Fig. 3

Correlation of the Late Pleistocene loess–palaeosol stratigraphic units in Złota and Polanów Samborzecki. Comparison of new OSL dates with previous results. Obtained OSL results in some cases are quite different as compared with the OSL and TL dates obtained during last 10 years by other authors and presented in previous publications relating to this loess profile.


The increasing content of coarse silt coincides with decreasing trend of fine silt (8–16 µm) and an increasing trend of sand (>63 µm) percentages towards the top of the profile. There are several sandy layers within the L1L1 loess unit in Złota indicating the severe conditions during the L1L1 accumulation. The average content of clay (<4 µm) is relatively stable ranging from 6 to 10%.

The obtained luminescence dates for this unit (samples Złota 21-Złota 10), are very similar and oscillate in the range of 22–26 ka. Analysing the depth model shown in Fig. 4, it is evident that this unit accumulated rapidly indicating climate conditions very favourable for loess accumulation. The age-depth model is also a good instrument for loess sedimentation rate calculation. In this case this sedimentation rate is about 1 mm per year which is similar to other places in Europe where this kind of measurements were made for loess deposits (Frechen et al., 2003; Antoine et al., 2009; Stevens et al., 2011; Ujvari et al., 2014). The earlier luminescence analyses using TL (Fig. 3) indicated a much longer loess accumulation while the results of Kusiak and Łanczont (2000) are clearly overestimating the age of this stratigraphic unit.

Fig. 4

OxCal age–depth model (Bronk Ramsey, 2009) for polimineral grains fraction.


For the 2 m thickness of the L1S1 unit, as expected, differences in grain size distributions are seen. For the examined samples, the contents of clay (4 µm) and fine silt (8–16 µm) are higher in the palaeosol layers than that in the loess units, whereas the contents of coarse silt (31–63 µm) and sand (>63 µm) are lower in the palaeosols than that in the loess layers. Also, humus content is slightly higher compared to the L1L1 unit and CaCO3 concentration reaches almost 0% which is characteristic for typical soil units (Fig. 2B).

The obtained luminescence dating results for this section (Złota 9 and 8) are different from the previously obtained OSL results (Moska et al., 2015), however they very well agree with the results obtained for other loess profiles (Biały Kościół, Tyszowce), also obtained using post-IR IRSL for the same unit L1S1. The result 33.4 ka for the sample Złota 9, which was taken from the upper part of L1S1 agreed very well with radiocarbon dates for this soil (31.8 ± 0.6 ka cal. BP Moska et al., 2015), as well as results presented by Antoine for other locations in Europe.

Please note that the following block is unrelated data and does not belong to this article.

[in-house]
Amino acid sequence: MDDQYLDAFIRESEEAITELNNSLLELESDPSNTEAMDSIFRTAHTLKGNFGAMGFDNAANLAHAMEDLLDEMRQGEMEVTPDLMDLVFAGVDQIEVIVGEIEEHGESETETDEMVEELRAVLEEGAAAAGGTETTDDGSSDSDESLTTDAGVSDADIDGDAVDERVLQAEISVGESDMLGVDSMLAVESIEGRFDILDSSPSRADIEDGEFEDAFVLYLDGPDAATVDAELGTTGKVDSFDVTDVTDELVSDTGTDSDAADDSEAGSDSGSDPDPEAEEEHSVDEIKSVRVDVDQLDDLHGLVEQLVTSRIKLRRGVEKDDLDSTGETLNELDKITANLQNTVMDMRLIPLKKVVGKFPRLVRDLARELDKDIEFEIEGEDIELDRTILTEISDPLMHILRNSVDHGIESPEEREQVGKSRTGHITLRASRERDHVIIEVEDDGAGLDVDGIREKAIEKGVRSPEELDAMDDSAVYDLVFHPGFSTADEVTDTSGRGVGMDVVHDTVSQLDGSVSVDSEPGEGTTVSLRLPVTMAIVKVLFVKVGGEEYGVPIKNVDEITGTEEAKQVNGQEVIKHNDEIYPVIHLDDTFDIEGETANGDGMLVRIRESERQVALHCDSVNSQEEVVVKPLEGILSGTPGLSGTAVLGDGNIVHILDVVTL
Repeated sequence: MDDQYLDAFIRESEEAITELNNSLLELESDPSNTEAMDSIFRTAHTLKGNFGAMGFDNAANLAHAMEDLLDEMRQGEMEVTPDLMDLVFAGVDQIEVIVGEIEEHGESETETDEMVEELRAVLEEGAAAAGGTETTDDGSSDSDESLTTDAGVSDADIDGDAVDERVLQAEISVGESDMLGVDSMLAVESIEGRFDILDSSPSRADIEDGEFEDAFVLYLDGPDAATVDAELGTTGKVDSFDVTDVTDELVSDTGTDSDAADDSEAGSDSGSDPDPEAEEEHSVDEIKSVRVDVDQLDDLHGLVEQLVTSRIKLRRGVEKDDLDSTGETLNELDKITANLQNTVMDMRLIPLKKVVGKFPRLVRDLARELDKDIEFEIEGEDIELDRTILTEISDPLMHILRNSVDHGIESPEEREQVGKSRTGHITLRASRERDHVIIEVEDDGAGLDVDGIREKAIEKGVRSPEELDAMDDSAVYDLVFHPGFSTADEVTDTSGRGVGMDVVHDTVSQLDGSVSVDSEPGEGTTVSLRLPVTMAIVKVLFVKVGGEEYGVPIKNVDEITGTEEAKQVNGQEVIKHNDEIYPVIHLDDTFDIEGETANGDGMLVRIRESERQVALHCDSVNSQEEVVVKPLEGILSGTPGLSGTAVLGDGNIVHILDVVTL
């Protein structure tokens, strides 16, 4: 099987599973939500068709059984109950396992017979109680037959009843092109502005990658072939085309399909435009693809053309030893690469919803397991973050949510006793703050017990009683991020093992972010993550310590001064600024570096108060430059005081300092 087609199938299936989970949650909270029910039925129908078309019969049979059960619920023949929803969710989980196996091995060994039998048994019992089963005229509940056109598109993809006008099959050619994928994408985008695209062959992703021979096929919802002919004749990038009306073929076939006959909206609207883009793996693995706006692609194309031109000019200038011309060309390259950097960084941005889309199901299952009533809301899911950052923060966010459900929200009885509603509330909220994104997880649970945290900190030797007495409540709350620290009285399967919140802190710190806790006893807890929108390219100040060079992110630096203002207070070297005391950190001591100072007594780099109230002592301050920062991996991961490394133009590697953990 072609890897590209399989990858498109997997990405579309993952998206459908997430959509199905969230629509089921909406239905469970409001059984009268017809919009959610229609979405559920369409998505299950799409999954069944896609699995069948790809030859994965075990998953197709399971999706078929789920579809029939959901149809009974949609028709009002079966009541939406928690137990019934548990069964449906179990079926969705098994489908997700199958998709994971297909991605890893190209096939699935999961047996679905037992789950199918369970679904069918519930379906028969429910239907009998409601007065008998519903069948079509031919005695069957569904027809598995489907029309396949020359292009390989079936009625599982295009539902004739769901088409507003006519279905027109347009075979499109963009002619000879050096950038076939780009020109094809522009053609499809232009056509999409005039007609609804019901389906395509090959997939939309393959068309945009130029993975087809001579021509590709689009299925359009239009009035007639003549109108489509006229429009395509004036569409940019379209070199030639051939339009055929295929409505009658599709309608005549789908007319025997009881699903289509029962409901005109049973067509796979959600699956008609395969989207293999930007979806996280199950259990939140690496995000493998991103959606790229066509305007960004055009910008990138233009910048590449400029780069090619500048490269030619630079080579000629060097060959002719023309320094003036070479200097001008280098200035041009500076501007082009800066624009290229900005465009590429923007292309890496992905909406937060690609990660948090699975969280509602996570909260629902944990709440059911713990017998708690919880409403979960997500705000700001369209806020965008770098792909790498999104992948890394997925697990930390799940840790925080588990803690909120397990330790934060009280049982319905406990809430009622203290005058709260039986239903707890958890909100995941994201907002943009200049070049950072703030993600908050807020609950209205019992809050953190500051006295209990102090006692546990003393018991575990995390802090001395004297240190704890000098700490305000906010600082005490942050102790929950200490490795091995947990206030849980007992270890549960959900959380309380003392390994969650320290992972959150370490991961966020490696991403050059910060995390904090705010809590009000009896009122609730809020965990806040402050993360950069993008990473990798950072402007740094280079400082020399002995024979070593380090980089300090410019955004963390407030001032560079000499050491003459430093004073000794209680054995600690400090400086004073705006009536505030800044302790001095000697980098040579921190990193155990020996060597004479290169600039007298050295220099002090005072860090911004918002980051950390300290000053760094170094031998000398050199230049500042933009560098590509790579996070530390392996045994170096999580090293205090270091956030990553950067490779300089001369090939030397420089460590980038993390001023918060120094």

Antoine et al. (2013), during loess research in the Czech Republic, found that a similar soil complex was formed about 30.6 ± 0.4 ka ago using the radiocarbon method in loess deposits in Dolni Vestonice. Antoine et al. (2009) also confirm the stratigraphy for the Nussloch loess profile where this unit was dated at 30.5 ± 0.7 ka cal. BP using the radiocarbon method and about 34.0 ± 5.0 ka using the IRSL method.

Below the L1S1 unit down the profile the L1L2 is identified. The calcium carbonate content increases towards the top of the L1L2 unit in contrast to the organic matter content. One of the characteristic features are several subunits which are secondarily enriched in calcium carbonates with their contents exceeding 6% (Fig. 2B). The grain size distribution is highly variable in the lower part of the L1L2 unit and usually tends to be more homogeneous toward the top. The average particle size also increases upwards. The characteristics of the L1L2 loess unit in Złota indicate that it was formed as a result of simultaneous processes of aeolian deposition and slope reworking. With time, the dynamics of slope processes decreased and the rate of accumulation of dust relatively increased. The initial gley horizons observed within the L1L2 unit differentiate this unit into several stratigraphic subhorizons. They may evidence short-term, climate induced cyclic changes in loess deposition (Jary, 2007; Jary and Ciszek, 2013).